The N-well 20 and P-well 18 are then driven, typically 6 to 10 hours at 1125 to 1150° C. This sets the wells to the desired doping concentrations and depths.
After well formation, standard logic field oxide formation and channel stop formation steps are applied. The field oxide 36 and implant doses are adjusted to achieve a field threshold of 7 to 14 volts, which is determined by the VH level of the booster pump 74. After removal of sacrificial oxide, the thick gate oxides 42, 50 and the thin gate oxides 60, 66 are formed. For example, a 100 Angstrom oxide may be grown across the wafer followed by threshold adjustment implants. Afterward, resist is applied. The resist may cover everything except the thin oxide areas 60 and 66. A buffered oxide etch (BOE) is used to etch off the oxide in the region that is not covered by resist. After resist removal, an oxide is grown to a thickness, for example 100 Angstroms, to form the thin oxides 60 and 66. The rest of the wafer uses gate oxides 42 and 50 with a typical thickness of 160 Angstroms. Standard gate deposition, patterning and back end processing follows the standard logic process. This forms transistors with two gate oxide thicknesses.
Referring now to FIG. 7, a radio frequency device 74 includes an antenna 76 coupled to a power amplifier 78. The antenna 76 may be a separate unit or may be integrated into the integrated circuit 74. The power amplifier 78 is coupled to a splitter 80 which may be coupled to a radio frequency receiver section 82 and a speaker 84 or a transmitter section 86 and a microphone 88.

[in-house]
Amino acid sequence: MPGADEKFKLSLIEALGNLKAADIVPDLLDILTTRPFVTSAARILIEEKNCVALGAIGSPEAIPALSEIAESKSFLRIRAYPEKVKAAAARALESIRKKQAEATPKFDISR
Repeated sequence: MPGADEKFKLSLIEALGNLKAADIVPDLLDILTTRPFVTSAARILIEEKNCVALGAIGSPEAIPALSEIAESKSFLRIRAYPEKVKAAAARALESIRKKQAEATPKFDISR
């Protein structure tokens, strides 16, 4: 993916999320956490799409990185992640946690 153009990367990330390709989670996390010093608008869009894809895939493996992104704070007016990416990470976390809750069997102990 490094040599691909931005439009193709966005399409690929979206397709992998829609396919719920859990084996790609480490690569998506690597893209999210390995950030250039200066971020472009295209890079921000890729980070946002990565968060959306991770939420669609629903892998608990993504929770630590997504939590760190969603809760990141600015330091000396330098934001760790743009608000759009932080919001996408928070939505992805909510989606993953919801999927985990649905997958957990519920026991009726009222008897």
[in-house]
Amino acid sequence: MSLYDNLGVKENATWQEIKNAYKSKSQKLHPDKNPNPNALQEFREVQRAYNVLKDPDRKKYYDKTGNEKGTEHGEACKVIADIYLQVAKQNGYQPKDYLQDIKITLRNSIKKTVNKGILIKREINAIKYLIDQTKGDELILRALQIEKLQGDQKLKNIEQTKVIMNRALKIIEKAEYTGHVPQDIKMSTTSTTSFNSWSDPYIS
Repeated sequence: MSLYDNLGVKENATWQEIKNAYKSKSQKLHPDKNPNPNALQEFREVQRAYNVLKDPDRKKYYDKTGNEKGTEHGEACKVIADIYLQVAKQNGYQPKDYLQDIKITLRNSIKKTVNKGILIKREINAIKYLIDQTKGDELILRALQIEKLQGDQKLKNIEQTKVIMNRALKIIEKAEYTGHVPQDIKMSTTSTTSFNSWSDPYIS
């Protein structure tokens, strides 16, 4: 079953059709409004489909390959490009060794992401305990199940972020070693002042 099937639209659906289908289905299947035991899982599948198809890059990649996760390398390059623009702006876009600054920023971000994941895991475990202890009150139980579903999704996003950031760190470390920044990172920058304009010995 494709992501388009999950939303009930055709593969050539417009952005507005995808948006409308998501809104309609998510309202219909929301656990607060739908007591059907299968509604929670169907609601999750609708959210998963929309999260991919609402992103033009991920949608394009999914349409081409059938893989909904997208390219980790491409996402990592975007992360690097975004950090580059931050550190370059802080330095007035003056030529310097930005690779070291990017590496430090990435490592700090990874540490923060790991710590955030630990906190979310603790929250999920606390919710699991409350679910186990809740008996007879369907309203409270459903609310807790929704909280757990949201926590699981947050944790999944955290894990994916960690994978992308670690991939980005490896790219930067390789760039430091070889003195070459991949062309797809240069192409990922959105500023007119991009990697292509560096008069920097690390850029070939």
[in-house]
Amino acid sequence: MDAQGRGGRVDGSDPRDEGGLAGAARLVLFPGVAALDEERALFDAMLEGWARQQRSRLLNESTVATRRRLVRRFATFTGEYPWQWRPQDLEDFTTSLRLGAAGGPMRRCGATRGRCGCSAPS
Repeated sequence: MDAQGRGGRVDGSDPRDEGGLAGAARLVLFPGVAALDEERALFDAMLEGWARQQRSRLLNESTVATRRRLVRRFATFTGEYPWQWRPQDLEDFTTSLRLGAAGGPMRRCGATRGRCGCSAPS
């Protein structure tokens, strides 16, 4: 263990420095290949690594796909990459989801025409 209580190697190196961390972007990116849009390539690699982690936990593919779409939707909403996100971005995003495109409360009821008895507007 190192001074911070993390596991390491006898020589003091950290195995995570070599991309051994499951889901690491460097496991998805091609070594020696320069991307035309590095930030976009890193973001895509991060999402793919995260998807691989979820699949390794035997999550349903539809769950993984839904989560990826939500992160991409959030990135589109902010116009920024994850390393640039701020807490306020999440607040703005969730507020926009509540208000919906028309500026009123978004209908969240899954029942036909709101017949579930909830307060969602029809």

One or both of the receiver section 82 and transmitter section 86 may include logic devices which advantageously are made with the latest high frequency processing technology. As a result, these devices operate at high switching speeds and exhibit high switching speed performance. This may improve the speed of operation of various functions involving logical operations.
If the power amplifier 78 is integrated with those logic circuits, the power amplifier may have relatively limited output power performance because the high frequency transistors generally must use lower supply voltages. These lower supply voltages limit the output power available from the power amplifier 78.
This problem may be overcome by using the thick gate transistors 38 or 40 in connection with the power amplifier 78 and using the thin gate transistors 54 and 56 in connection with the logic circuits in the receiver section 82 and transmitter section 86.
However, by forming the power amplifier 78 with relatively thick gate oxides, a higher supply potential may be provided for those transistors improving their output power performance. Thus, two different gate voltage levels may be utilized, a lower one for the regular gate transistors 54 and 56 and a higher level may be utilized for the thicker gate transistors 38 and 40. This higher voltage level for the transistors 38 and 40 enables the output power from the amplifier 78 to be increased relative to what it would have been using the latest transistor technologies with reduced supply voltages.
As a result, radio frequency devices 74 may be made that exhibit high transistor switching speed and high performance logic circuit sections. At the same time, relatively high output power levels may be achieved as well. In some cases, this may facilitate the integration of radio frequency and logic components including processors and the like on the same integrated circuit.
While the present invention has been described with respect to a single preferred embodiment, those skilled in the art will appreciate a number of modifications and variations, and it is intended that the appended claims cover all such modifications and variations which fall within the true spirit and scope of the present invention.